Money No Object: Factory Special? Shine Runner’s Dream? This 1957 Ford Custom Rules!


Money No Object: Factory Special? Shine Runner’s Dream? This 1957 Ford Custom Rules!


Money No Object: Factory Special? Shine Runner’s Dream? This 1957 Ford Custom Rules!

Okay, Ford guys, let’s make a deal. I don’t know much about Fords older than 1970, so I’m simply presenting what facts I can find for you on this 1957 Custom. Save your skewering for when I screw up and call a Galaxie a Fairlane, and vice versa. Why feature the car in the first place, then? Because even if you don’t believe the description for the car’s auction, there is plenty going on here to like from just about any standpoint. I don’t have to be a dyed-blue Ford freak to know that this plain-jane two-door has something special going on after reviewing the photos. My own eyes tell me that it’s a beautifully restored vehicle that looks better than new. Already, that earns points in my book. I’m digging the utility/police-spec vibe of the look, with the single color, basic trim and the dog-dish caps on steel wheels. You can almost picture it as a fire chief’s car, can’t you?

If that was the case, Chief had some connections at the local Ford dealership, that’s for sure. The car looks poverty-spec on the outside, but under that hood it’s all class. That would be the 312ci Y-block engine, and it’s sporting a McCulloch supercharger. That equates to 300 horsepower in a 1957 automobile, and in this Ford that’s serious oats for the day. In fact, you can consider this a factory special: in 1956, Robert McNamara, then head honcho of Ford, had seen the trouble that Chevrolet was about to bring to his doorstep and wanted to take the challenge head-on. In a notice put out at the end of 1956, he urged that 100 supercharged Ford products of various models needed to be built so that they could be available for the Daytona Beach events. Those 100 cars were built, and are often identified as either “Phase 1” or “D/F” cars (the “D/F” mark is for the engine code identifier in the VIN number). Now…between us, readers, do you think all of those cars actually made it to the sands? We don’t. We suspect that some good natured folks in the southeast with their finger on the pulse of what Detroit was thinking saw some opportunity and might have squirreled one or two away for some enterprising uses that didn’t exactly involve racing. Good horsepower in a plain wrapper, with connections to all sorts of hot rodder lore. No wonder we like this thing so much.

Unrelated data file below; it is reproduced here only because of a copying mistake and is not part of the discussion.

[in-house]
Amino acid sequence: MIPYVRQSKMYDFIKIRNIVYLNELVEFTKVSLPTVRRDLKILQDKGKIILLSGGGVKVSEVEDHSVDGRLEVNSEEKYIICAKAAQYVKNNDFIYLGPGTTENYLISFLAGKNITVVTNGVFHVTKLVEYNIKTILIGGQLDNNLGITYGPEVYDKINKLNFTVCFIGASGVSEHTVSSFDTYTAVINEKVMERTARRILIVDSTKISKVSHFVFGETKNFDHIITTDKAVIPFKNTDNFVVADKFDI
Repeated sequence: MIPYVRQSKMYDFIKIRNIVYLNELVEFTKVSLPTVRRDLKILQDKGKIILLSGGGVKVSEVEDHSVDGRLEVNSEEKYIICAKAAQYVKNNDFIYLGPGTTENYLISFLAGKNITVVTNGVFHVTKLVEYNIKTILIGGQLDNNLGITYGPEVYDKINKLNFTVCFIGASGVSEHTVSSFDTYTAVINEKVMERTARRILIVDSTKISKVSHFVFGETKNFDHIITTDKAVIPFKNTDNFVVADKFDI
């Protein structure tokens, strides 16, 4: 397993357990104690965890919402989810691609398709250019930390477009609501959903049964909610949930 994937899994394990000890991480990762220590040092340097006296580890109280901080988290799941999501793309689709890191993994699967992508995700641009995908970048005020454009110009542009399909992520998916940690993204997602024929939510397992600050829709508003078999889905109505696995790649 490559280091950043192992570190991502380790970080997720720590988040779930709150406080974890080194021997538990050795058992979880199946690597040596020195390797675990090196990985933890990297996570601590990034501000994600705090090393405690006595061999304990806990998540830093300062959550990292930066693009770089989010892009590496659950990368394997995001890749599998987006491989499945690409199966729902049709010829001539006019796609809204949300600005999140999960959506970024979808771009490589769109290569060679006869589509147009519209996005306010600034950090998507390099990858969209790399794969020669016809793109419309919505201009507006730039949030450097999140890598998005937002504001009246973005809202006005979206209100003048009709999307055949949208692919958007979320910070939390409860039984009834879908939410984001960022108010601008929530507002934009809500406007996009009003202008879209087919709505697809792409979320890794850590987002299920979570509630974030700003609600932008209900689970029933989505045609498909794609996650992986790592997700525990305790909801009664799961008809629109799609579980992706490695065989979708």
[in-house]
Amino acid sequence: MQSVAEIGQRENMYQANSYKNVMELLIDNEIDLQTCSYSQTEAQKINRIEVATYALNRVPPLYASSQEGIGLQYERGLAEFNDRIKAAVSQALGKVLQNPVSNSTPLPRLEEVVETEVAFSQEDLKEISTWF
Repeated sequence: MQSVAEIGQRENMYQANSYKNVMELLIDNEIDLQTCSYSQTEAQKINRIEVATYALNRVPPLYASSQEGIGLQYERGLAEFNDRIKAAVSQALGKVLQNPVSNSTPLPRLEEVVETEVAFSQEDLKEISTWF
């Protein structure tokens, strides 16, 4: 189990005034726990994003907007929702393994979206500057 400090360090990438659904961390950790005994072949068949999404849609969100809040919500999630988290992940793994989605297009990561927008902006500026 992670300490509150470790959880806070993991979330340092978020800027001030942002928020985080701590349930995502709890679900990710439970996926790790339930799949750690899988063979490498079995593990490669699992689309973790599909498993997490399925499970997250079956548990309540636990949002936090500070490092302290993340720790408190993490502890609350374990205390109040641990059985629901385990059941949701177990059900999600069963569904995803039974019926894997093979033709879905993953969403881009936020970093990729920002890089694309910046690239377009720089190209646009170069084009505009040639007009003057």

Mecum Auctions’ Indianapolis 2019: Lot R417 – 1957 Ford Custom “Phase 1”


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